A nonprofit group has canceled an October anti-drug summit in Madras — which was to feature a prominent opponent of marijuana legalization — after complaints were raised by sponsors of the ballot measure that would permit recreational use of the drug.
The sponsors of the legalization initiative, Measure 91, charged this week that it was wrong for summit organizers to use federal funds to help pay for an appearance by Kevin Sabet, a former White House drug adviser who has formed an organization opposing marijuana legalization.
Sabet was also scheduled to appear in 12 other Oregon cities as part of an “Oregon Marijuana Education Tour” following the summit. Sabet had said that, at the request of organizers, he would not talk about the ballot measure at either the Madras event or on the tour.
Rick Treleaven, the executive director of BestCare Treatment Practices and the organizer of the Madras summit, said he decided to cancel the summit because he “could see from an outside perspective that it could look like a conflict.”
Treleaven, whose nonprofit that runs community mental health programs for Jefferson County, said he did not know if the 12-city tour featuring Sabet would still take place. “It depends on what the other folks do,” he said, referring to the local sponsors, some of whom were also using federal anti-drug grants to help pay for the events.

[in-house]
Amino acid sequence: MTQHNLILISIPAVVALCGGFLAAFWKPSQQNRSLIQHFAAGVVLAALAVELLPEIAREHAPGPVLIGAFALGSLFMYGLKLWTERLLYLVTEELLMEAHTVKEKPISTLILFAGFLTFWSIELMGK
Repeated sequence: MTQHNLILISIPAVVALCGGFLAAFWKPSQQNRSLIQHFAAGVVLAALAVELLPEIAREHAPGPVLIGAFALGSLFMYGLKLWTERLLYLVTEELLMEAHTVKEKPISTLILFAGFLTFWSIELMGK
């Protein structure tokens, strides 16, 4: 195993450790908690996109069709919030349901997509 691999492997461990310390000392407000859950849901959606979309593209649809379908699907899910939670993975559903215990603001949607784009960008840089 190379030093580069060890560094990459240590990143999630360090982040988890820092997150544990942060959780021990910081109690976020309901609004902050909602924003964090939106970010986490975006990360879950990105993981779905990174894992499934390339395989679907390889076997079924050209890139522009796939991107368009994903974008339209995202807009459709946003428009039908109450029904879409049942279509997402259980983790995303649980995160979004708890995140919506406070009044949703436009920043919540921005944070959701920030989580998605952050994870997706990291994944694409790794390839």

Treleaven said he hoped to reschedule the Madras summit for some time after the election. He has noted that the summit has been held for several years in October and that this year’s event was not intended to influence the marijuana vote.
However, Anthony Johnson, chief sponsor of the marijuana legalization measure, said Wednesday that the heavy focus on marijuana during the summit and on the tour smacked of electioneering using federal money — even if participants did not specifically discuss the initiative.
Johnson could not be reached Thursday evening, but Peter Zuckerman, a spokesman for the campaign said sponsors did the right thing in canceling the summit and should do the same for the 12-city tour.
“Federal taxpayer dollars should not be used to influence an election,” he said. “Calling this an educational campaign is ridiculous.”